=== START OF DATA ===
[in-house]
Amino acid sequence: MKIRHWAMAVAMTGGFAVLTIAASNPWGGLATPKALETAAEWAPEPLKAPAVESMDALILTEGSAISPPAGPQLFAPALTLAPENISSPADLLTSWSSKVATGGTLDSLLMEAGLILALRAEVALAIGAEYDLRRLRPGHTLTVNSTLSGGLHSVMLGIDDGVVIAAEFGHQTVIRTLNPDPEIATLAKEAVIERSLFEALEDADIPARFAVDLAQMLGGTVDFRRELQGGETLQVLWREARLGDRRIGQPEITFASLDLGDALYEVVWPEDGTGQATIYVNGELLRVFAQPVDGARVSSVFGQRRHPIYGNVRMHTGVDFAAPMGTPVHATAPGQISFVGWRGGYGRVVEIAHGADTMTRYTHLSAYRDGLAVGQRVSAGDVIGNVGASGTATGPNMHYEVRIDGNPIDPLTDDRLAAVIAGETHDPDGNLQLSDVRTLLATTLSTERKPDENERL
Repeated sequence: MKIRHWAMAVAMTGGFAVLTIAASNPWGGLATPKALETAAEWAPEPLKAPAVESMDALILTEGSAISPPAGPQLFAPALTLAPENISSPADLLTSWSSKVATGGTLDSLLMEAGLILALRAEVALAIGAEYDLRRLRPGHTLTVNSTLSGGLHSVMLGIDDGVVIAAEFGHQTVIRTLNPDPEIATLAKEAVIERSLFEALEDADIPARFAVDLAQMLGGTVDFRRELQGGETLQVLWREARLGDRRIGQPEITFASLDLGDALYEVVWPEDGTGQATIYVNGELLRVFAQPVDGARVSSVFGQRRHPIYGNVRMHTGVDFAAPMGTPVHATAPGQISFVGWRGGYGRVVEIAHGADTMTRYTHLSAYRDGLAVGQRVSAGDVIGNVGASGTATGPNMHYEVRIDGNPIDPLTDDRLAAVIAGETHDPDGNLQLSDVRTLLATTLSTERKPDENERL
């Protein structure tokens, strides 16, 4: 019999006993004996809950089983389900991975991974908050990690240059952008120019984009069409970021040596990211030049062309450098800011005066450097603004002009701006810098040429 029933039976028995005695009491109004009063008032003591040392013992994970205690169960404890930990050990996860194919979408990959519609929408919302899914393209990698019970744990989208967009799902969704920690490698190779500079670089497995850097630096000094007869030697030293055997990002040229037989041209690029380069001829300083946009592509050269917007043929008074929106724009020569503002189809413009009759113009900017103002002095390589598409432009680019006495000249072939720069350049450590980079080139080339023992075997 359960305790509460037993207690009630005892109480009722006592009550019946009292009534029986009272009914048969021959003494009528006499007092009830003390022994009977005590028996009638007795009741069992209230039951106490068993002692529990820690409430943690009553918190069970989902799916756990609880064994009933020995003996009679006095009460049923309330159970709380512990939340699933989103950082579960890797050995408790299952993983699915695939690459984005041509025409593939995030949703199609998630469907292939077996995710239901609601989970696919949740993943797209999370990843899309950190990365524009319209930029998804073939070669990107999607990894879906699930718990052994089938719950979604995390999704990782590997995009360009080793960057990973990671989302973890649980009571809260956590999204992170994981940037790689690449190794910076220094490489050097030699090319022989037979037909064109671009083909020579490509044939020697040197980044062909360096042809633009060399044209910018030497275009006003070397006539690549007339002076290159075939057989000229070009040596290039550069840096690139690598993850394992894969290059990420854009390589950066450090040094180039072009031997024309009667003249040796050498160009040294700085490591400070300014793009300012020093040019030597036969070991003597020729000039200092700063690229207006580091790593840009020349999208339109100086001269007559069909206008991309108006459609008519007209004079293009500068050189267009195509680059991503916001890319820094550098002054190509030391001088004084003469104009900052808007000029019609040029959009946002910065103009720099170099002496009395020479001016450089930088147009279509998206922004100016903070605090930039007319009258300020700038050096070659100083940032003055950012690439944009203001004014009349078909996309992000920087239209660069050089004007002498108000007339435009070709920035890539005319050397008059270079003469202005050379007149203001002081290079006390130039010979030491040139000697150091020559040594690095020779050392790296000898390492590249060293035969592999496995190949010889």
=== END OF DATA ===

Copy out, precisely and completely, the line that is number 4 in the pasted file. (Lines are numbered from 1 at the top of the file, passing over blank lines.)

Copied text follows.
């Protein structure tokens, strides 16, 4: 019999006993004996809950089983389900991975991974908050990690240059952008120019984009069409970021040596990211030049062309450098800011005066450097603004002009701006810098040429 029933039976028995005695009491109004009063008032003591040392013992994970205690169960404890930990050990996860194919979408990959519609929408919302899914393209990698019970744990989208967009799902969704920690490698190779500079670089497995850097630096000094007869030697030293055997990002040229037989041209690029380069001829300083946009592509050269917007043929008074929106724009020569503002189809413009009759113009900017103002002095390589598409432009680019006495000249072939720069350049450590980079080139080339023992075997 359960305790509460037993207690009630005892109480009722006592009550019946009292009534029986009272009914048969021959003494009528006499007092009830003390022994009977005590028996009638007795009741069992209230039951106490068993002692529990820690409430943690009553918190069970989902799916756990609880064994009933020995003996009679006095009460049923309330159970709380512990939340699933989103950082579960890797050995408790299952993983699915695939690459984005041509025409593939995030949703199609998630469907292939077996995710239901609601989970696919949740993943797209999370990843899309950190990365524009319209930029998804073939070669990107999607990894879906699930718990052994089938719950979604995390999704990782590997995009360009080793960057990973990671989302973890649980009571809260956590999204992170994981940037790689690449190794910076220094490489050097030699090319022989037979037909064109671009083909020579490509044939020697040197980044062909360096042809633009060399044209910018030497275009006003070397006539690549007339002076290159075939057989000229070009040596290039550069840096690139690598993850394992894969290059990420854009390589950066450090040094180039072009031997024309009667003249040796050498160009040294700085490591400070300014793009300012020093040019030597036969070991003597020729000039200092700063690229207006580091790593840009020349999208339109100086001269007559069909206008991309108006459609008519007209004079293009500068050189267009195509680059991503916001890319820094550098002054190509030391001088004084003469104009900052808007000029019609040029959009946002910065103009720099170099002496009395020479001016450089930088147009279509998206922004100016903070605090930039007319009258300020700038050096070659100083940032003055950012690439944009203001004014009349078909996309992000920087239209660069050089004007002498108000007339435009070709920035890539005319050397008059270079003469202005050379007149203001002081290079006390130039010979030491040139000697150091020559040594690095020779050392790296000898390492590249060293035969592999496995190949010889």